Currently reading: Under the skin: How Ferrari's 1960s V12 will be reinvented with today's tech
GTO Engineering’s all-new, hand-built V12 engine will be paired with a manual transaxle gearbox
3 mins read
14 June 2021

There are many ways of approaching the design of an all-new engine, but taking more than a little inspiration from Ferrari’s Colombo V12 surely has to be one of the best.

The naturally aspirated 4.0-litre V12 forthcoming from British classic Ferrari experts GTO Engineering is an echo of the past brought right up to date using the latest engineering techniques and internal-combustion technology to produce an engine that will be lighter, cleaner-running, more powerful and higher-revving than its 1960s counterpart. With a target power output of 460bhp and rev limit of 10,000rpm, the sound it will make at full chat is almost unimaginable.

It’s designed to power the Squalo, a ground-up sports car design recapturing the spirit of 1960s Ferraris without being a recreation of one. Back in 1960, Ferrari moved from two single overhead camshafts to quad cams but stuck with two valves per cylinder, rather than increasing the number to four. The Squalo engine does just that, with quad cams and a total of 48 valves – 24 inlet and 24 exhaust.

Four valves per cylinder is common enough in modern engines, and two smaller inlet valves allow great volumes of air to enter the engine than a single larger valve. One of the benefits is allowing the engine to draw in enough air at high revs, which is vital to achieve the lofty rev limit that GTO’s engineers are targeting.

Drive is taken to the cams on the front of the engine as is usual: by a combination of gears and chains. The design of the front timing case in which the gears sit has been refined, as has the sump, while the two distributor caps are being designed in-house, because off-the-shelf components simply aren’t sufficiently good-looking.

The engine is fuelled not by a bank of twin-choke downdraft Weber carburettors but by electronic port fuel injection with 12 individual throttle bodies (ITBs), one feeding each cylinder. The exact design of the ignition system is still being finalised, and the jury is still out on the use of distributors, but there will be a crank sensor and an ECU to control the fuel-injection system and engine management, and that may include the ignition as well.

The engine has dry sump lubrication to provide a consistent supply of oil to the engine’s moving parts under heavy braking and cornering forces.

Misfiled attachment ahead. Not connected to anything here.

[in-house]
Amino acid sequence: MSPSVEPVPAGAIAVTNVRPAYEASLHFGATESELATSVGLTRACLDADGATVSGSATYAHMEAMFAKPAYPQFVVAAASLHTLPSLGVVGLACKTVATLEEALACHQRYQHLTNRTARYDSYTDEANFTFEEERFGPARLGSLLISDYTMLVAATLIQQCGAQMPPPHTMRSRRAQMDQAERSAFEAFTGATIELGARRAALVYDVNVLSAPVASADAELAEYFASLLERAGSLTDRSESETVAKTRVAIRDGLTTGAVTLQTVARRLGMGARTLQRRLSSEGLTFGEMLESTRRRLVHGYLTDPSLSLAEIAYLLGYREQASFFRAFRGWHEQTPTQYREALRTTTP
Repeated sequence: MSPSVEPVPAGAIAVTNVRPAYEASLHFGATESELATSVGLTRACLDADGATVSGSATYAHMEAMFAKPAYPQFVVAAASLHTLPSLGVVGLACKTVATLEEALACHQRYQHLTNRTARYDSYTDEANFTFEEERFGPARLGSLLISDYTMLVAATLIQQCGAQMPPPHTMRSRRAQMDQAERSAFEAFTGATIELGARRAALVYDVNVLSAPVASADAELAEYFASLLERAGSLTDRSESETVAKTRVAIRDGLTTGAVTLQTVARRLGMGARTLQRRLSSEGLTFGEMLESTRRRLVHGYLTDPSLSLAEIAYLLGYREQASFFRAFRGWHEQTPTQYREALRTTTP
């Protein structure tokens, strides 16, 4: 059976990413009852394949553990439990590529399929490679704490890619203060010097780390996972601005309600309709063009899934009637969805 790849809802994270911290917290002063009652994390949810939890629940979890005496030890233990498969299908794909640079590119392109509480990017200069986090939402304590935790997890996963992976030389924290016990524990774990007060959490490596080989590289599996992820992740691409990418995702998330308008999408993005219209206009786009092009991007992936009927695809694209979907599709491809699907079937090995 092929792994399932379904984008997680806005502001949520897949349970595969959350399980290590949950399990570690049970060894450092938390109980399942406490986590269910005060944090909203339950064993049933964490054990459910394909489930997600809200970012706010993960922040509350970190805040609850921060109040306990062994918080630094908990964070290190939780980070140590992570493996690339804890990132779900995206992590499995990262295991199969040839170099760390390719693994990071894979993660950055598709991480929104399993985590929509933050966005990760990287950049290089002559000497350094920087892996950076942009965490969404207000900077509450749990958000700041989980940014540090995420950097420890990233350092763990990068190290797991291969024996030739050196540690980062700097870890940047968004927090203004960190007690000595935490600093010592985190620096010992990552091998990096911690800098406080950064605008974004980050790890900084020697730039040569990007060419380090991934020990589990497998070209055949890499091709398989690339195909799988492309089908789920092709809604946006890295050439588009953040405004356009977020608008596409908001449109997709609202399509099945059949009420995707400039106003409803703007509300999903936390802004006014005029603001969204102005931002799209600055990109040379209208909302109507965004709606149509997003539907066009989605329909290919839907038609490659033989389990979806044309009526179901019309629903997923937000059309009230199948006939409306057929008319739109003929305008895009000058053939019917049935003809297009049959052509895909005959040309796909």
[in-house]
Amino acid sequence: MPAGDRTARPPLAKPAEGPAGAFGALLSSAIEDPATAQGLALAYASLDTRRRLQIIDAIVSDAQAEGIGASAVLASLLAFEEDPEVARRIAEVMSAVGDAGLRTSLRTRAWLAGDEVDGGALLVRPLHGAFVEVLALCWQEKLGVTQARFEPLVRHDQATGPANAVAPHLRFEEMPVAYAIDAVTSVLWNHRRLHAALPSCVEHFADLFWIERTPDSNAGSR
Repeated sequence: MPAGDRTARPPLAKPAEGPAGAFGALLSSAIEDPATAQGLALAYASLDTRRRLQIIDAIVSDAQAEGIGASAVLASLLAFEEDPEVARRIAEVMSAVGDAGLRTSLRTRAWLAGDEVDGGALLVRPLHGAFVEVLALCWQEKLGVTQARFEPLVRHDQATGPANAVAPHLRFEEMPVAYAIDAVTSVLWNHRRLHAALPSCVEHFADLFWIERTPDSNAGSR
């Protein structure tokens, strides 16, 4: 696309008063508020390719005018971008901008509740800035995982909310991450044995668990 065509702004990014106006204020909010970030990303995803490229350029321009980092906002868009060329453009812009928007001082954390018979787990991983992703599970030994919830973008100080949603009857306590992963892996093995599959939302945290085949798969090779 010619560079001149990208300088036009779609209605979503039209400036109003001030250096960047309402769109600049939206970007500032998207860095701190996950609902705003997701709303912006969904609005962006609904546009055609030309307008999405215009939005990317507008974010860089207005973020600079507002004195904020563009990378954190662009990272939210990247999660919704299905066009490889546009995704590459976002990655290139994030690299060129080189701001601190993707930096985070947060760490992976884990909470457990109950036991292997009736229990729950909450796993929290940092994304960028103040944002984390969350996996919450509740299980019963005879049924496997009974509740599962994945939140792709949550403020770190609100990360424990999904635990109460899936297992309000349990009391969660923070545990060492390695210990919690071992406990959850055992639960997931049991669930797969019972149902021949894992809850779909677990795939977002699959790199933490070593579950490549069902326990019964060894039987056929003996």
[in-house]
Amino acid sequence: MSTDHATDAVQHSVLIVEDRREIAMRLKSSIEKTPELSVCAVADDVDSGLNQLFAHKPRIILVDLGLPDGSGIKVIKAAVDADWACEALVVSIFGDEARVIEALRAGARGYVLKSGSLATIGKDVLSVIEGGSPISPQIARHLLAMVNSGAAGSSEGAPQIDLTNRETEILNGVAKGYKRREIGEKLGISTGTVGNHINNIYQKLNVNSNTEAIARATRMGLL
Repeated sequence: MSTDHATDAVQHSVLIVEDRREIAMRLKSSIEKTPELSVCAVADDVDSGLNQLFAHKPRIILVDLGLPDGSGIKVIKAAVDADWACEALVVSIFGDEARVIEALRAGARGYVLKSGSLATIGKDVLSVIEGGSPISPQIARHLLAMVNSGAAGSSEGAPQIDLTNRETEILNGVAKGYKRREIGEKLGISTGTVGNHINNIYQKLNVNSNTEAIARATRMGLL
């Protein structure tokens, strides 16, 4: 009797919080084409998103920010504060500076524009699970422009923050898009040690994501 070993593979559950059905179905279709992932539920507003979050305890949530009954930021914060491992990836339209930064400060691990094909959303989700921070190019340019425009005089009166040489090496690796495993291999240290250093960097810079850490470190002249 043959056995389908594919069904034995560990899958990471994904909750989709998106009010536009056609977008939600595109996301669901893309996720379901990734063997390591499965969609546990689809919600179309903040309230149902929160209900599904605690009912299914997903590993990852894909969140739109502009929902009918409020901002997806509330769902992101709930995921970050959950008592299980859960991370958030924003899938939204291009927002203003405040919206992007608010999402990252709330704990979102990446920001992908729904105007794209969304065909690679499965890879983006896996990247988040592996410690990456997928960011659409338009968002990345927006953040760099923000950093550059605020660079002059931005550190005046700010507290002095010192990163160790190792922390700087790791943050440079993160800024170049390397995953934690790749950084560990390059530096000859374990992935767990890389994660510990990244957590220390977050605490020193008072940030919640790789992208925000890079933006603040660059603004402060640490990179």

To reduce weight from those 1960s V12s, GTO’s designers have shaved off a few grams here and there by using hollow components in place of solid ones. Materials throughout the engine have been chosen to minimise weight and the starter motor is of a lightweight design. The designs of the clutch and flywheel are 25% lighter than the originals, and this has the twofold benefit of reducing weight but also inertia in the flywheel and crank assembly to improve response. The target weight is 165kg, which compares with the 176kg of a Ferrari 250 SWB’s V12 weighed by GTO Engineering.

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Some prototype components are being produced in-house using additive manufacturing (3D-printing) techniques whereby components are printed from powered metal. There’s also a possibility that some production components might be made in the same way that Porsche made them for its latest 911 GT2 RS.

Saietta goes the distance

Saietta’s AFT 140 (axial flux technology) motor, covered in this column at the end of 2020, has improved the range of a Renault Twizy by 10% in real-world trials. The tests, which took place in the Netherlands, were overseen by independent engineering consultancy New Electric.

Two Twizys, one standard and one fitted with the new motor, were tested back to back and the only change made to the Saietta-powered vehicle was to swap out the motor.


GTO Engineering Squalo: Ferrari-inspired creation gets 4.0-litre V12

Rebuild, restore, renew: Inside Ferrari experts GTO Engineering

Ferrari 250 SWB Revival by GTO Engineering video review

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MarkII 14 June 2021
I applaud what GTO Engineering are doing with the Squalo and tempted by this article, was looking forward to learning more about their engine design but am now disappointed.

The details listed are hardly cutting-edge and whilst I'm certain that the result will prove technically superior to the original, the changes are more evolutionary than revolutionary - though that's probably more in keeping with the car than if someone like Koenigsegg had applied some of their engineering solutions.

My point is, the tone of the article suggests cutting edge engine design but that doesn't seem to be the case.

Perhaps they will use thermoplastic composites, like Porsche - I'll be interested to learn of their experiences.

Sorry to gripe but also the last paragraph about 3D printing reads 'powered metal', where it should read 'powdered metal'.

I know, everyone's a critic.